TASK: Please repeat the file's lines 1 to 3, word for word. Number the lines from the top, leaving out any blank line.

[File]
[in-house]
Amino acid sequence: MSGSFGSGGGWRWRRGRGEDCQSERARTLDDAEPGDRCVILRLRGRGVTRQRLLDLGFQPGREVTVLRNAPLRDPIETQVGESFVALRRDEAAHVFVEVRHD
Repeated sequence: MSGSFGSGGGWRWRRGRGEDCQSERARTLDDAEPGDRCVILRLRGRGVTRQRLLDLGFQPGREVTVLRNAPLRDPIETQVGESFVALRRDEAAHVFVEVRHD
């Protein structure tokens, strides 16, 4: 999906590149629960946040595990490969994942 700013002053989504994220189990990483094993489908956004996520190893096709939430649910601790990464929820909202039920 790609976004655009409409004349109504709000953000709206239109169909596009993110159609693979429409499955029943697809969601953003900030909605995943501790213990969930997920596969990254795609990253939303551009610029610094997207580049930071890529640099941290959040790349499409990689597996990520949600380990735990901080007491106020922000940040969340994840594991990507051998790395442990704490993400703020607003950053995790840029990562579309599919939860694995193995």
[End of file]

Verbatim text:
[in-house]
Amino acid sequence: MSGSFGSGGGWRWRRGRGEDCQSERARTLDDAEPGDRCVILRLRGRGVTRQRLLDLGFQPGREVTVLRNAPLRDPIETQVGESFVALRRDEAAHVFVEVRHD
Repeated sequence: MSGSFGSGGGWRWRRGRGEDCQSERARTLDDAEPGDRCVILRLRGRGVTRQRLLDLGFQPGREVTVLRNAPLRDPIETQVGESFVALRRDEAAHVFVEVRHD